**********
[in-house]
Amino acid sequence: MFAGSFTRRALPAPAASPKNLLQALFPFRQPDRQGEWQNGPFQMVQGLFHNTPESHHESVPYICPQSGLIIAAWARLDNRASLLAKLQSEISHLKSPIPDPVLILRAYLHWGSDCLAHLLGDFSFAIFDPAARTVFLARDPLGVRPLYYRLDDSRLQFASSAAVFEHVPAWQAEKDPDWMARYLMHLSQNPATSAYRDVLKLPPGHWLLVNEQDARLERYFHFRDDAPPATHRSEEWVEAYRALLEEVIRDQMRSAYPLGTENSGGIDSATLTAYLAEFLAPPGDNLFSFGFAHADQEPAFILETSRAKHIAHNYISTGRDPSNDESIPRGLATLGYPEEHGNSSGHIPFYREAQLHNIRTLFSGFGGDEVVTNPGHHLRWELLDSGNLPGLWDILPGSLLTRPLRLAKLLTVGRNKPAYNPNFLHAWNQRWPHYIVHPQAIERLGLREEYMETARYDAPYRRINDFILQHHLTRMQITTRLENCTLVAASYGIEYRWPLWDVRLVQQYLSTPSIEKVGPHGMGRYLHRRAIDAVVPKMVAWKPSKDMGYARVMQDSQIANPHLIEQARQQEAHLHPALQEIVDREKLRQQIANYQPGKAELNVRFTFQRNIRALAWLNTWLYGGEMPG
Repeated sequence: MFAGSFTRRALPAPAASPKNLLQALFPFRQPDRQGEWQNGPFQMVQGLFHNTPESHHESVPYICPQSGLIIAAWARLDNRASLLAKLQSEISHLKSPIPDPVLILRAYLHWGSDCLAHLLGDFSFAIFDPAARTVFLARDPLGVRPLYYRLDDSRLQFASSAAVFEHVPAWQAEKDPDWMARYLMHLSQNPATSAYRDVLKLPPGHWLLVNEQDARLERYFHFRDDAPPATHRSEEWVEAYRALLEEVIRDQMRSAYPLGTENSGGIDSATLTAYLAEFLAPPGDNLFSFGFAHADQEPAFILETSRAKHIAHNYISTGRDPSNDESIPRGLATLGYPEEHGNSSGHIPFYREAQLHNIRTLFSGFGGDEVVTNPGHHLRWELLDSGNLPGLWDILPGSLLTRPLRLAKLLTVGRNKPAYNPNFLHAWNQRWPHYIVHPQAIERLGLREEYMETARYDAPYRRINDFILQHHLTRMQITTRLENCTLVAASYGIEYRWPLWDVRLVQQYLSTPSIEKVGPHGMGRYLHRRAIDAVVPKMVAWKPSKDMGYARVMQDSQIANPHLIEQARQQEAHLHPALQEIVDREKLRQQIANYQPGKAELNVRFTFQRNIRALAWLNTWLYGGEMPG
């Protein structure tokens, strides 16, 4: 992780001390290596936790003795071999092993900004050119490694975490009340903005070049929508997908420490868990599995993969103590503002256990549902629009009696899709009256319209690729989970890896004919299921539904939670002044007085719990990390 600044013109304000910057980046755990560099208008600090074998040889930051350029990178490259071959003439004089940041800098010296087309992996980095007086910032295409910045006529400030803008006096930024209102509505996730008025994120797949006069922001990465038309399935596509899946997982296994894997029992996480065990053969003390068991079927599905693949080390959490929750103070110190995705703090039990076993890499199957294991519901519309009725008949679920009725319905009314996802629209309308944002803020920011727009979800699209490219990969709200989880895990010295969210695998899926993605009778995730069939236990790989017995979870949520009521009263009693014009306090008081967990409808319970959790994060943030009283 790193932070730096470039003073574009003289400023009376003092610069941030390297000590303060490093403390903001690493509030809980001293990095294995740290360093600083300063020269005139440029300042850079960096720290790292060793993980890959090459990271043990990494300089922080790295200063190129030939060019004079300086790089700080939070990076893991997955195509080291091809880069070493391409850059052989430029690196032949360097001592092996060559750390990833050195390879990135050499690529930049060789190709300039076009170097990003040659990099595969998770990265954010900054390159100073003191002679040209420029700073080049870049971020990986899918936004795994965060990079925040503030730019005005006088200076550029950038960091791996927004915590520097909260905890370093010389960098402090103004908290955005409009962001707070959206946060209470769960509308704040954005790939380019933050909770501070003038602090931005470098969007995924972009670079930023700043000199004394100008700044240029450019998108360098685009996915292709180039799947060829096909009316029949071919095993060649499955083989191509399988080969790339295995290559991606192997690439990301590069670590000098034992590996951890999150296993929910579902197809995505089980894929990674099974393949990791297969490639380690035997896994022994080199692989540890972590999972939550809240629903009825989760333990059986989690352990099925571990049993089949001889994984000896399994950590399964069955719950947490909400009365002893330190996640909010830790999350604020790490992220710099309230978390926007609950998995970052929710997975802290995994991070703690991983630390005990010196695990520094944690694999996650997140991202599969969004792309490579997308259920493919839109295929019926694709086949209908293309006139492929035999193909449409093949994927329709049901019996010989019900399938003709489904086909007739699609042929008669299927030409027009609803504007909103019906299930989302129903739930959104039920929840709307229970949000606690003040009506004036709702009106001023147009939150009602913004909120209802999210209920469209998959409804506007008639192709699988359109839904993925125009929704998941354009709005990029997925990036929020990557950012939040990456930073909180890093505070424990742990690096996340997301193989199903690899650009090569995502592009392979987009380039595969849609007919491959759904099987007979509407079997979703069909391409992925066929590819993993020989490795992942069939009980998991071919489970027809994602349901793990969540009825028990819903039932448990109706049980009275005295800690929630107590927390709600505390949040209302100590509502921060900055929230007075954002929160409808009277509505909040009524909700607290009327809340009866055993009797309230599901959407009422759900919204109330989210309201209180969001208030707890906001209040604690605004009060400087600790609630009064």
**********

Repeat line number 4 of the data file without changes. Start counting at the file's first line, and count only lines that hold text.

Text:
């Protein structure tokens, strides 16, 4: 992780001390290596936790003795071999092993900004050119490694975490009340903005070049929508997908420490868990599995993969103590503002256990549902629009009696899709009256319209690729989970890896004919299921539904939670002044007085719990990390 600044013109304000910057980046755990560099208008600090074998040889930051350029990178490259071959003439004089940041800098010296087309992996980095007086910032295409910045006529400030803008006096930024209102509505996730008025994120797949006069922001990465038309399935596509899946997982296994894997029992996480065990053969003390068991079927599905693949080390959490929750103070110190995705703090039990076993890499199957294991519901519309009725008949679920009725319905009314996802629209309308944002803020920011727009979800699209490219990969709200989880895990010295969210695998899926993605009778995730069939236990790989017995979870949520009521009263009693014009306090008081967990409808319970959790994060943030009283 790193932070730096470039003073574009003289400023009376003092610069941030390297000590303060490093403390903001690493509030809980001293990095294995740290360093600083300063020269005139440029300042850079960096720290790292060793993980890959090459990271043990990494300089922080790295200063190129030939060019004079300086790089700080939070990076893991997955195509080291091809880069070493391409850059052989430029690196032949360097001592092996060559750390990833050195390879990135050499690529930049060789190709300039076009170097990003040659990099595969998770990265954010900054390159100073003191002679040209420029700073080049870049971020990986899918936004795994965060990079925040503030730019005005006088200076550029950038960091791996927004915590520097909260905890370093010389960098402090103004908290955005409009962001707070959206946060209470769960509308704040954005790939380019933050909770501070003038602090931005470098969007995924972009670079930023700043000199004394100008700044240029450019998108360098685009996915292709180039799947060829096909009316029949071919095993060649499955083989191509399988080969790339295995290559991606192997690439990301590069670590000098034992590996951890999150296993929910579902197809995505089980894929990674099974393949990791297969490639380690035997896994022994080199692989540890972590999972939550809240629903009825989760333990059986989690352990099925571990049993089949001889994984000896399994950590399964069955719950947490909400009365002893330190996640909010830790999350604020790490992220710099309230978390926007609950998995970052929710997975802290995994991070703690991983630390005990010196695990520094944690694999996650997140991202599969969004792309490579997308259920493919839109295929019926694709086949209908293309006139492929035999193909449409093949994927329709049901019996010989019900399938003709489904086909007739699609042929008669299927030409027009609803504007909103019906299930989302129903739930959104039920929840709307229970949000606690003040009506004036709702009106001023147009939150009602913004909120209802999210209920469209998959409804506007008639192709699988359109839904993925125009929704998941354009709005990029997925990036929020990557950012939040990456930073909180890093505070424990742990690096996340997301193989199903690899650009090569995502592009392979987009380039595969849609007919491959759904099987007979509407079997979703069909391409992925066929590819993993020989490795992942069939009980998991071919489970027809994602349901793990969540009825028990819903039932448990109706049980009275005295800690929630107590927390709600505390949040209302100590509502921060900055929230007075954002929160409808009277509505909040009524909700607290009327809340009866055993009797309230599901959407009422759900919204109330989210309201209180969001208030707890906001209040604690605004009060400087600790609630009064």